Animal Rescue: Little fleas can cause big problems for pets and their owners _lowres

Photo provided by Animal Rescue New Orleans—Kelly is a white pit bull with little Dalmation-like on her ears. She is a high-energy girl who loves her walks. She is a great jogging partner who keeps up and stays right by your side. The adoption fee is $200 and includes spay, shots, a chip and heartworm treatment if needed. ORG XMIT: iGPCvXXeaojJDcXqZtXM

As we enter the height of summer heat, you may find yourself in an all-out war with fleas. These insects prefer temperatures of 65-80 degrees and humidity levels of 75 percent to 85 percent — so, for fleas, Louisiana can be a year-round paradise.

Dogs and cats often get infested with fleas through contact with other animals or contact with fleas in the environment such as your yard or the dog park. A flea bite can cause, at a minimum, itching for your pet, but for sensitive or flea-allergic animals, this itching can be quite severe and leads to hair loss, inflammation and secondary skin infections.

Even if your dog or cat is an inside-only pet, they can still get fleas as it only takes one time for a flea to catch a ride into your home on shoes or socks or just come in through an open door or window.

Signs of flea irritation include: scratching, chewing, licking and biting. Fleas not only make your pet uncomfortable, but they can actually cause a number of diseases, some of which can be fatal. Fleas can also lead to illness in humans.

Some flea-related conditions include:

CAT SCRATCH DISEASE: Humans get CSD when infected flea feces on a cat’s claws or fur are transmitted from the pet to their owner through a bite or scratch. CSD can cause fever, headaches and fatigue in humans, as well as make those with a weakened immune system seriously ill.

TAPEWORMS: If pets eat a flea that is carrying tapeworm eggs, they could soon become infected. Once inside your pet, the tapeworm hatches and attaches itself to your pet’s intestines, causing weight loss, vomiting and irritation.

FLEA ALLERGY DERMATITIS: One bite from a flea can lead to hot spots and extreme itchiness for an allergic pet. Hot spots are infected patches of skin that can become big wounds if left untreated. If your pet has a hot spot, take it to the vet as soon as possible.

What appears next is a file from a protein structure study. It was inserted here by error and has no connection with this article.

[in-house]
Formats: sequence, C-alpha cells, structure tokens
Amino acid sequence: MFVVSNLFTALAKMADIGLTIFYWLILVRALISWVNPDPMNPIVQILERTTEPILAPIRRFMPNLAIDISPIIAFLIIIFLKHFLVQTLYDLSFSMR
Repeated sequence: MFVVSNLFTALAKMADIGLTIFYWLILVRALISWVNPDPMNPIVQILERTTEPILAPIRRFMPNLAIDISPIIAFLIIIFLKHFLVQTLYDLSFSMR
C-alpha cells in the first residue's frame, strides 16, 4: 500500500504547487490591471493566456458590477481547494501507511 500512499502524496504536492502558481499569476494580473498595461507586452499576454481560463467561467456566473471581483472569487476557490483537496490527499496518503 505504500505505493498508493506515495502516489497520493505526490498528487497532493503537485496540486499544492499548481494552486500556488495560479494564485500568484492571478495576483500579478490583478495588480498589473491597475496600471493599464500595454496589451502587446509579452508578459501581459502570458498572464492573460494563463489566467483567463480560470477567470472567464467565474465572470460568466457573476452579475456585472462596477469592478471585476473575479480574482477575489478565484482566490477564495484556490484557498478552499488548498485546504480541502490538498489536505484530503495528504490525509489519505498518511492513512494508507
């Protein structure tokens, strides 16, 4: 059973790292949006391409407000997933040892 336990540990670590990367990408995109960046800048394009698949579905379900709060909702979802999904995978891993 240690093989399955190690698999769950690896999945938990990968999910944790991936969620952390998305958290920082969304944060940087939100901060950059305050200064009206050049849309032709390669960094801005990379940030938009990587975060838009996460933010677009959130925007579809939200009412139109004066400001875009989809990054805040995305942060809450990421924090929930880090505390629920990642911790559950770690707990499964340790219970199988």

HAEMOBARTONELLOSIS: This disease targets red blood cells and can range from mild to severe symptoms. If severe, haemobartonellosis can cause cats to suffer anemia that results in weight loss and a fast heart rate. Without treatment, cats can die from this disease. To combat these pesky little insects, it is vital to keep your pet on regular flea prevention. Discuss with your vet what the right solution is for you.


ANIMALS ROCK: The Humane Society of Louisiana will be the beneficiary of an Animals Rock fundraiser beginning at 6 p.m. Thursday, Aug. 21, at Southport Hall, 200 Monticello Ave., Jefferson. A $10 minimum donation is requested at the door. There will be live music, door prizes, a raffle and a silent auction. Rescued pets seeking loving homes will be on hand to meet the crowd. For information, call (901) 268-4432 or email

NEW ORLEANS ADOPTION EVENT: Animal Rescue New Orleans will have an adoption event from 1 p.m. to 4 p.m. Saturday, Aug. 23, at The Foundation Gallery, 1109 Royal St., New Orleans. For information, email

METAIRIE ADOPTION EVENT: The LASPCA will hold a pet adoption event and bake sale from 11 a.m. to 3 p.m. Saturday, Aug. 23, at Clearview Mall, 4436 Veterans Blvd., Metairie. For information, call (504) 368-5191 or visit

Traci D. Howerton is social media editor of Animal Rescue New Orleans. Contact ARNO at, www.animalrescue or call (504) 571-1900.